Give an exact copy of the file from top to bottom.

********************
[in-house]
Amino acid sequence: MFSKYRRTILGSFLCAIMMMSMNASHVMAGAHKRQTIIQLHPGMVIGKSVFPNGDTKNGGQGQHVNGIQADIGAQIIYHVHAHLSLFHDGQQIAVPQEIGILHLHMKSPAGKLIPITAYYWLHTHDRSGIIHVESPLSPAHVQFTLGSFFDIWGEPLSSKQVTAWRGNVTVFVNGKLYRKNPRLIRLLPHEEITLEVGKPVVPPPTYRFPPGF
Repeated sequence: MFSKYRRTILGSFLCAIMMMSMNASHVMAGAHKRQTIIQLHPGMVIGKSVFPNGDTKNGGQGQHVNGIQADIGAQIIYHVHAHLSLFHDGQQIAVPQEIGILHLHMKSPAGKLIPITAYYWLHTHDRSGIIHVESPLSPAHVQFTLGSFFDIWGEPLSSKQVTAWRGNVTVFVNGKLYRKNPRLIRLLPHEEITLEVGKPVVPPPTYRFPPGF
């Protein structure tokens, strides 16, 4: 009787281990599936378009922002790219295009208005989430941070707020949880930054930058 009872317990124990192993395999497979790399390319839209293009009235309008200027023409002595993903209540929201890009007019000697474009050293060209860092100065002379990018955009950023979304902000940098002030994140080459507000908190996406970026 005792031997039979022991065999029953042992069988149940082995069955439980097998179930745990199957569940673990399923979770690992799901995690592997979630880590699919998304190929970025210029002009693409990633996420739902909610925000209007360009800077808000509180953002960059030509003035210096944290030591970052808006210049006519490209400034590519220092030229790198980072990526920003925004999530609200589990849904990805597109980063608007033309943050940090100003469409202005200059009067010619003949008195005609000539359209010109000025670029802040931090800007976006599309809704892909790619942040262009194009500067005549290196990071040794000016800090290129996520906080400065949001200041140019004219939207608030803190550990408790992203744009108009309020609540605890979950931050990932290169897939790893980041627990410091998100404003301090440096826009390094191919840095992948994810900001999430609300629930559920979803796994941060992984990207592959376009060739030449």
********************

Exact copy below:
[in-house]
Amino acid sequence: MFSKYRRTILGSFLCAIMMMSMNASHVMAGAHKRQTIIQLHPGMVIGKSVFPNGDTKNGGQGQHVNGIQADIGAQIIYHVHAHLSLFHDGQQIAVPQEIGILHLHMKSPAGKLIPITAYYWLHTHDRSGIIHVESPLSPAHVQFTLGSFFDIWGEPLSSKQVTAWRGNVTVFVNGKLYRKNPRLIRLLPHEEITLEVGKPVVPPPTYRFPPGF
Repeated sequence: MFSKYRRTILGSFLCAIMMMSMNASHVMAGAHKRQTIIQLHPGMVIGKSVFPNGDTKNGGQGQHVNGIQADIGAQIIYHVHAHLSLFHDGQQIAVPQEIGILHLHMKSPAGKLIPITAYYWLHTHDRSGIIHVESPLSPAHVQFTLGSFFDIWGEPLSSKQVTAWRGNVTVFVNGKLYRKNPRLIRLLPHEEITLEVGKPVVPPPTYRFPPGF
């Protein structure tokens, strides 16, 4: 009787281990599936378009922002790219295009208005989430941070707020949880930054930058 009872317990124990192993395999497979790399390319839209293009009235309008200027023409002595993903209540929201890009007019000697474009050293060209860092100065002379990018955009950023979304902000940098002030994140080459507000908190996406970026 005792031997039979022991065999029953042992069988149940082995069955439980097998179930745990199957569940673990399923979770690992799901995690592997979630880590699919998304190929970025210029002009693409990633996420739902909610925000209007360009800077808000509180953002960059030509003035210096944290030591970052808006210049006519490209400034590519220092030229790198980072990526920003925004999530609200589990849904990805597109980063608007033309943050940090100003469409202005200059009067010619003949008195005609000539359209010109000025670029802040931090800007976006599309809704892909790619942040262009194009500067005549290196990071040794000016800090290129996520906080400065949001200041140019004219939207608030803190550990408790992203744009108009309020609540605890979950931050990932290169897939790893980041627990410091998100404003301090440096826009390094191919840095992948994810900001999430609300629930559920979803796994941060992984990207592959376009060739030449």